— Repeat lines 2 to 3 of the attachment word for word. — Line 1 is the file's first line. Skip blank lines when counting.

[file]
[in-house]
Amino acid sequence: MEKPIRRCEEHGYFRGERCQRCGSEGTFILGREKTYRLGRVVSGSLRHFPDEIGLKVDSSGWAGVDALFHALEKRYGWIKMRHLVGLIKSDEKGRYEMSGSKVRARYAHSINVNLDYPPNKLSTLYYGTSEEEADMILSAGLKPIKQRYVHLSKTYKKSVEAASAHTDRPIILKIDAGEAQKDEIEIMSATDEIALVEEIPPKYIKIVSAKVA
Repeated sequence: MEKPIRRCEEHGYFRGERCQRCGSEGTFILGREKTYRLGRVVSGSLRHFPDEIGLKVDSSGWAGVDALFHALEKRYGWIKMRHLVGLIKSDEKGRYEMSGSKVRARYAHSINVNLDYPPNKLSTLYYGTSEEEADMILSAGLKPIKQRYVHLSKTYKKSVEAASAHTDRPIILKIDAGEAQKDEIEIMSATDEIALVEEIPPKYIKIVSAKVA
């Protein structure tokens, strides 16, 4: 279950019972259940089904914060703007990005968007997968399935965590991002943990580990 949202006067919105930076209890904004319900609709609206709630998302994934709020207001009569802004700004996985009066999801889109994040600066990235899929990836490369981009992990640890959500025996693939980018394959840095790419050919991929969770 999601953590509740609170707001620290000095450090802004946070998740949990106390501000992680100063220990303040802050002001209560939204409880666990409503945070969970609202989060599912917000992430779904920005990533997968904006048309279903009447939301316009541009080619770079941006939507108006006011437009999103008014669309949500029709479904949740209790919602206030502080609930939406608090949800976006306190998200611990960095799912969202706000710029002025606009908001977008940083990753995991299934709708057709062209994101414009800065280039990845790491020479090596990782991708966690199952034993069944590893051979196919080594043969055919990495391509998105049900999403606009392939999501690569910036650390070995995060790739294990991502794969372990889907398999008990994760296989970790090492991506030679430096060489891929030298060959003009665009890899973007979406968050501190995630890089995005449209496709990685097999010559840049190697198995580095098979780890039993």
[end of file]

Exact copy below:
Amino acid sequence: MEKPIRRCEEHGYFRGERCQRCGSEGTFILGREKTYRLGRVVSGSLRHFPDEIGLKVDSSGWAGVDALFHALEKRYGWIKMRHLVGLIKSDEKGRYEMSGSKVRARYAHSINVNLDYPPNKLSTLYYGTSEEEADMILSAGLKPIKQRYVHLSKTYKKSVEAASAHTDRPIILKIDAGEAQKDEIEIMSATDEIALVEEIPPKYIKIVSAKVA
Repeated sequence: MEKPIRRCEEHGYFRGERCQRCGSEGTFILGREKTYRLGRVVSGSLRHFPDEIGLKVDSSGWAGVDALFHALEKRYGWIKMRHLVGLIKSDEKGRYEMSGSKVRARYAHSINVNLDYPPNKLSTLYYGTSEEEADMILSAGLKPIKQRYVHLSKTYKKSVEAASAHTDRPIILKIDAGEAQKDEIEIMSATDEIALVEEIPPKYIKIVSAKVA